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Feng Shui Dilemmas: Put Empowerment First

Feng Shui Dilemmas: Put Empowerment First

    In feng shui the goal is to create environments that are utterly comfortable, spaces with a predominance of positive energy and few sources of negative energy. There are times when environments present insurmountable energy challenges and a choice must be made between two options, neither of which is optimal. It’s then a matter of determining which solution has the least negative effects.

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    This past weekend I ran into that type of situation in a meeting room in a hotel. “You won’t believe what this room looked like when I got here,” said Mark LeBlanc of Small Business Success, the presenter. “There was a sofa bed and large black chairs in here. It looked like a storage room.” In Mark’s new arrangement the chairs were arranged in a U with Mark’s flip chart positioned at the open end of the U. He was immediately visible upon entering the room.

    “It looks nice,” I said, “unfortunately you’re not in the power position.” When he looked at me quizzically I explained, “To be fully empowered, you need to have a solid wall behind you and a full view of the door. In your current position you are facing into the room, not toward the door. And, the energy coming through the door just slams right into you. You would be more empowered if we flipped the U and had you present from the other end of the room.”

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    “That’s how I initially had it set up, but then I noticed that the large light fixture is at this end of the room. The only light sources at the other end are those two side table lamps. Do you think that would be enough light?” Mark responded. I agreed with Mark that the light was rather dim. So, now we were at a choice point. Was it more important that Mark be well lit? After all, light would stimulate his thinking, inspiration and energy. Or, was it more important that he be speaking from the power position?

    “Well, you could speak from this end today and then tomorrow we can rearrange the room for you to speak at the other end. That way you can compare and decide which works best for you,” I suggested.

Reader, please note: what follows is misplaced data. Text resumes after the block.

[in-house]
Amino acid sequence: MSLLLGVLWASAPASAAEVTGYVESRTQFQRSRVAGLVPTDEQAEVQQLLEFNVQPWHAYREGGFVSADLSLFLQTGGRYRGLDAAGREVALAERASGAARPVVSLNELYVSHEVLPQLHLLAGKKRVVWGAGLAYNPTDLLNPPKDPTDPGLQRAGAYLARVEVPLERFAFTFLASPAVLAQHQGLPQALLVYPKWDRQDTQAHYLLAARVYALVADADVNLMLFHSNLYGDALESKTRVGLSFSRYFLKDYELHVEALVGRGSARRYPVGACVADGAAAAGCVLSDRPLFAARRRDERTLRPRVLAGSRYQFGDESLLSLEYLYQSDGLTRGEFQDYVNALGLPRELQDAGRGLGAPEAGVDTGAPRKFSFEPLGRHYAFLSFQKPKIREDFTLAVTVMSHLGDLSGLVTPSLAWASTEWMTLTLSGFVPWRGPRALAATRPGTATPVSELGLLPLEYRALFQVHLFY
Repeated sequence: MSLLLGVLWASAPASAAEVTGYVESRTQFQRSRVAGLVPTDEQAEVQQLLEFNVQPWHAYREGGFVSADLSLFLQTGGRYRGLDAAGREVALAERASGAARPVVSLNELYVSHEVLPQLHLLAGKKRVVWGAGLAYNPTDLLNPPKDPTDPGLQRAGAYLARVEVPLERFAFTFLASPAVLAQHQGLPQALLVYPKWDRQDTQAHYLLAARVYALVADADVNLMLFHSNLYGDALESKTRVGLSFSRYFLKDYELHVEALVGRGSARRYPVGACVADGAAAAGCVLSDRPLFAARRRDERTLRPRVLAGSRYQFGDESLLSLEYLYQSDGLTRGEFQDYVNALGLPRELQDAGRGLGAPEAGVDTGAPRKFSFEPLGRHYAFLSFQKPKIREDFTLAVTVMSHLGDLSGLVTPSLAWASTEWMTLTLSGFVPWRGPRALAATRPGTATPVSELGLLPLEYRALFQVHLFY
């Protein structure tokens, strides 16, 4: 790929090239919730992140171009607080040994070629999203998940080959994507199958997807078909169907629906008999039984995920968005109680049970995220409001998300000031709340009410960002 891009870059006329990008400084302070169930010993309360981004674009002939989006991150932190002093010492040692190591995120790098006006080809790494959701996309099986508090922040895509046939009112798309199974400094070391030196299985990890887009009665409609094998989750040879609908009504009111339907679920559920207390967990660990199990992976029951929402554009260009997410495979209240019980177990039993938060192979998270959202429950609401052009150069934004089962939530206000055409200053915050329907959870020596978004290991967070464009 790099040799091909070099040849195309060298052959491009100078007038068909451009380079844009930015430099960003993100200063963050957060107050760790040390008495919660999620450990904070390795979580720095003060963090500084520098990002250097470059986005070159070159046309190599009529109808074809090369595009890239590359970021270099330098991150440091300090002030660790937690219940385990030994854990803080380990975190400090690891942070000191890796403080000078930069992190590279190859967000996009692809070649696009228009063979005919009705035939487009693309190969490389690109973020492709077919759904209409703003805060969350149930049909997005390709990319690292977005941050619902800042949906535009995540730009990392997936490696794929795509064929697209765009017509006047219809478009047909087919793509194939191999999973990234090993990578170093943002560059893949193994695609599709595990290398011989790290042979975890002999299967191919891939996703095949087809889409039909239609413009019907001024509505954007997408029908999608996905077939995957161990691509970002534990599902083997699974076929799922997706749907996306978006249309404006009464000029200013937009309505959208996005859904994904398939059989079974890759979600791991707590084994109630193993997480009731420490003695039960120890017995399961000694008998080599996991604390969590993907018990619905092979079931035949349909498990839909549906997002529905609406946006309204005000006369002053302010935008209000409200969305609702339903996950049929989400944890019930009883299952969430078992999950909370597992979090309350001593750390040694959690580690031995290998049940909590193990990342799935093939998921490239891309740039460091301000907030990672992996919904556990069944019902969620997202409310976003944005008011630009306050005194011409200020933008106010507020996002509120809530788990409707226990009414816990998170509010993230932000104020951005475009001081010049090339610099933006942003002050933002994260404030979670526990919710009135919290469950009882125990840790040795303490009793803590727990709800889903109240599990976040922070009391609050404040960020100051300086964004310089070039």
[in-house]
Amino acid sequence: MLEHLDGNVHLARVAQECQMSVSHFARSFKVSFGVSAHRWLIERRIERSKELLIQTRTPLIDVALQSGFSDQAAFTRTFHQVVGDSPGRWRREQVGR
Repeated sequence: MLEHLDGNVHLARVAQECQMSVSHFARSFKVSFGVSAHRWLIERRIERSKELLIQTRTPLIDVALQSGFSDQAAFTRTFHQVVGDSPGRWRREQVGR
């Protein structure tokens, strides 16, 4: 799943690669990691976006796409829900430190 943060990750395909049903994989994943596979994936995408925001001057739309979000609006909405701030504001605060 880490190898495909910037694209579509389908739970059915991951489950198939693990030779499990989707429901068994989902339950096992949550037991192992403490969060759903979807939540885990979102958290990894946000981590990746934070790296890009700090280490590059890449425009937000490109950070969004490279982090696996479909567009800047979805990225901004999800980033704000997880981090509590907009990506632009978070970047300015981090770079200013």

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    Mark agreed to that plan. The next morning we rearranged the room and Mark spoke from the other end of the room for the next day and a half. As I was driving Mark to the airport I asked him whether moving him to the power position in the more dimly lit end of the room had been a good decision. He said, “I definitely felt better at that end of the room, away from all the distractions near the door. And, though the light was dim, it was preferable to the light at the other end. That light was just too bright (it was lit by a high power fluorescent fixture). At the end of the first day (3 hours of presenting), I was exhausted!”

    We talked about the fact that in some circumstances you just cannot get a perfect feng shui solution and must make choices. In this case Mark and I decided that putting him in the power position was the priority with lighting being a secondary concern. Though the lighting in the power position was not optimal, as it turned out, it was preferable to being in the path of energy coming from the door, the noise and distractions at the door end of the room, and being drained of energy from the bright light of a fluorescent fixture. Mark and I also noted that he is a strong, compelling speaker with a powerful message whose inner light of passion for his message was bright enough to offset the light deficit.